February 5, 2013 by Decorum DIYer
Okay, I really wanted to title this post “¿Que Pasa, [H]Ombre?”, but couldn’t figure out for the life of me how to get the upside-down question mark in the post title. As you see, it wasn’t a problem for the text’s body. Oh, well, it’s those little things that bug me.
Back to the post….
I did it. I fell victim to yet another trend. One that has been high-flying for quite a while – an ombre painted dresser. In case you don’t know what ombre is, it is a gradation of color from dark to light, or light to dark, along the monochromatic spectrum…, or something like that.
A few weeks ago, I purchased this little, campaign-styled dresser for $10:
I have an idea of where of I would like it in my house, but I can’t tell you, just yet. (Pssst, you can see what I did with it here.)
The seller added, for FREE, a ‘big box store’ storage unit (not my thing),
(Remember, I found a use for the above in my master closet reorganization?)
and this little dresser, also for FREE:
Since I had no use for the last item and hadn’t really planned upon my husband bringing it home with my new prized possession – the campaign dresser, I thought, “Why not?”
This sounds like a Pinterest Challenge to me!
(via Young House Love)
So, I decided to try my hand at painting the drawer fronts in an ombre fashion. I happened to have a sample-size of Martha Stewart’s ‘Persimmon’ in my paint stash.
I have read plenty of blog and websites, and especially Pinterest, which created an ombre effect, but most painted each drawer with a separate color as found on paint chip samples. One would purchase a sample of each color along the spectrum, like so:
Since this was an impulsive decision at a time of night that most paint stores are closed and I am too
cheap frugal to spend more money than the original cost of the paint sample pot, I decided to forge ahead by only mixing my original color, ‘Persimmon’, with the ‘Cottage White’ by Behr (same color as Claire’s trim, furniture, and accessories). This would work equally well, if you want to paint the dresser in a color similar to your room’s wall color. Simply use the wall color and lighten it using the following process.
- Remove drawers from dresser and remove all hardware.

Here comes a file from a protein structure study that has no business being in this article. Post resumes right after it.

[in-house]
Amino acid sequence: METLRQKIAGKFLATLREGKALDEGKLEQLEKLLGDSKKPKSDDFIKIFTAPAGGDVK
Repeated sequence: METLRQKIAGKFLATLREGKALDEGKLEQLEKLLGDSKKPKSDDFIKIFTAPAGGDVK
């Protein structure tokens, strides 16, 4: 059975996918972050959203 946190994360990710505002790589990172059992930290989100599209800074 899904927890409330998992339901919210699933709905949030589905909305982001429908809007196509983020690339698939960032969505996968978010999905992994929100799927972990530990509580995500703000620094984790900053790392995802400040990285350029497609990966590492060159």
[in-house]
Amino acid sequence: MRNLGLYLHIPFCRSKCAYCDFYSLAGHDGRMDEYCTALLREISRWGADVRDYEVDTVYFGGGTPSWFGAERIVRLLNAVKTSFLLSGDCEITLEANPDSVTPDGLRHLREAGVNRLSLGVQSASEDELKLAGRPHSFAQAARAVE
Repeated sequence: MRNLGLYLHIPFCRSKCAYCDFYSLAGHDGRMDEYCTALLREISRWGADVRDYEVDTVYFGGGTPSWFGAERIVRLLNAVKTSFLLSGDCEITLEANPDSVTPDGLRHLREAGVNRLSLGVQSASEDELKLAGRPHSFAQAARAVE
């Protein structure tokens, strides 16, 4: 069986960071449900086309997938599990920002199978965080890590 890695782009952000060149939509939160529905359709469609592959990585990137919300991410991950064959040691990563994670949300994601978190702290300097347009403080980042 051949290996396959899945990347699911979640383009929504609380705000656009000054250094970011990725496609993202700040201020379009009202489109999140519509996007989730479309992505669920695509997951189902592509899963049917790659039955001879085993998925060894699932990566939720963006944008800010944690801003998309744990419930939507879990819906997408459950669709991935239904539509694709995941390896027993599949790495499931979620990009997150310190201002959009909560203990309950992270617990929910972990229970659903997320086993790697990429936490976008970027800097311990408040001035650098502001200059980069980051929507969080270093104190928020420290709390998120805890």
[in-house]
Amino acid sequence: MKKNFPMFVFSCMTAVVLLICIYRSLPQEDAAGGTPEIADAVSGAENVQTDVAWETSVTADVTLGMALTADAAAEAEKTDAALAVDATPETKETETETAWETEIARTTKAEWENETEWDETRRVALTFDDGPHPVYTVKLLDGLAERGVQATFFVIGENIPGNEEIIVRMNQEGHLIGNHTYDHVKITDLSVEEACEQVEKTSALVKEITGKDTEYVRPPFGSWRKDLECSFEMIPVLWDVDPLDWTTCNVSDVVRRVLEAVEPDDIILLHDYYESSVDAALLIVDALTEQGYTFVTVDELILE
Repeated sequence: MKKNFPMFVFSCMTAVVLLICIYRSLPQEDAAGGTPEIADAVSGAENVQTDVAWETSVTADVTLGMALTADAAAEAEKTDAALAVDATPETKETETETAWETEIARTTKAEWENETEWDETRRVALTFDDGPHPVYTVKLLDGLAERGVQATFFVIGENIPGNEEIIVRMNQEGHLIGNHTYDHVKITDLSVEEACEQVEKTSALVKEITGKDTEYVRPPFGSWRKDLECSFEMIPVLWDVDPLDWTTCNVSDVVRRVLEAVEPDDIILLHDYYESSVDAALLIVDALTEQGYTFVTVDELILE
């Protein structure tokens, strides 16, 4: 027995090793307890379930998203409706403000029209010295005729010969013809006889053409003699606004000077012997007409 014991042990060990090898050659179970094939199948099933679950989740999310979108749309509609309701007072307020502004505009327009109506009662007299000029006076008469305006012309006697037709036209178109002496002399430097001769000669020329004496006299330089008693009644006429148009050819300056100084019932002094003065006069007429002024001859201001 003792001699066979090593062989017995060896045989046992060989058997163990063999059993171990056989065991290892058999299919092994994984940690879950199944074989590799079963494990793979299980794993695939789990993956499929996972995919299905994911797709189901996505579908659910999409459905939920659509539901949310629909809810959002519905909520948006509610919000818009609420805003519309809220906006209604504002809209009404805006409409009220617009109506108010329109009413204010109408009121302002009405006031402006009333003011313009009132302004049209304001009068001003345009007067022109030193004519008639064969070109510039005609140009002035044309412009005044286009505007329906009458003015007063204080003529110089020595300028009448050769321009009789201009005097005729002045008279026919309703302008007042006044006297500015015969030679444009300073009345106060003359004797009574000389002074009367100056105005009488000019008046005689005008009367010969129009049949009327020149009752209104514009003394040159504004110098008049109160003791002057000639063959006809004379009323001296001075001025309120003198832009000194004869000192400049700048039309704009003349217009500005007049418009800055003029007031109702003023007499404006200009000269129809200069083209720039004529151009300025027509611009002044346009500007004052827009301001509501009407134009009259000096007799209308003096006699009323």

- Clean drawers, dresser base, and hardware.
- Lightly sand drawer fronts (or whatever else you are painting).
- Lightly wipe down sanded surfaces with a damp cloth. (Come on, you don’t need a picture of that, do you?)
- Prime sanded areas. (Wait at least 24 hours after priming before painting.)
Now, you are ready to prepare the paint!
I prepared three paint colors using a method of thirds (thirds because the dresser has three drawers). Since I was only painting three drawer fronts, I knew I didn’t require much paint.
Using a tablespoon as measurement (not the same one that you use for food), I placed one tablespoon of my color paint, in this case ‘Persimmon’, and my white paint, in this case ‘Cottage White’, into three separate ramekins lined with cling wrap (to keep clean up to a minimum and as not to contaminate my ramekins with non-food items). The following graphic illustrates this notion of thirds (for three drawers). If one were painting a dresser with four drawers, use fourths. Five drawers, fifths. Easy, right? Although, if I were using fourths or fifths, I would consider changing my unit of measurement to teaspoons, otherwise there could be just too much paint (what a waste).
After measuring out the two paint colors as described above into three, separate, cling wrap lined ramekins, I simply stirred the combined paint (‘persimmon’ and ‘cottage white’) until thoroughly combined. This is very important to do well, or your paint will be streaking and not consistent.
This left me with three hues of the same shade:
- dark (3/3 the original color)
- medium (2/3 original and 1/3 of white)
- light (1/3 original and 2/3 white)
Now, get to painting!
You will need several, light coats with a drying time of 2-4 hours inbetween.
Inbetween coats of paint, simple cover the ramekins with cling wrap, making sure that the cling wrap touches the paint to prevent a skin forming and to keep the paint ‘fresh’.
I was quite smitten with the results.
I adored the colors that were produced.
I bet you want to see the finished project, don’t you?
Well, remember, here is the white dresser
[H]OMBRE NO BUENO 😦
Sure, the ombre es muy bueno, but sadly, the dresser just couldn’t handle all of that style.
“What happened?”, you ask.
Well, it was one of these moments…
I was upstairs making lunch for the family and I asked Chris, my husband, if he could move the dresser (as the paint was dry and cured) to the ‘storage’ area in the basement. Moments later, I heard a loud crash and then dead silence. True to form, much like in “A Christmas Story”, I tore down the steps to find my beautifully painted dresser in shambles.
Now, perhaps on a really bad day I would have screamed or cried, but I didn’t. I laughed so hard that I had tears streaming down my cheeks. My poor husband was frozen, braced for what he thought was going to be a ‘not-a-finger’ moment. Instead, we both laughed and took a picture of our poor, little dresser.
So, in summation, creating an ombre dresser is quick and easy (it took me two days from start to finish, including drying time).
The look is fantastic!
A bit of advice, if you are going to go through the trouble of painting the drawers,
make sure the dresser can handle all that style!
Until next time…, happy painting!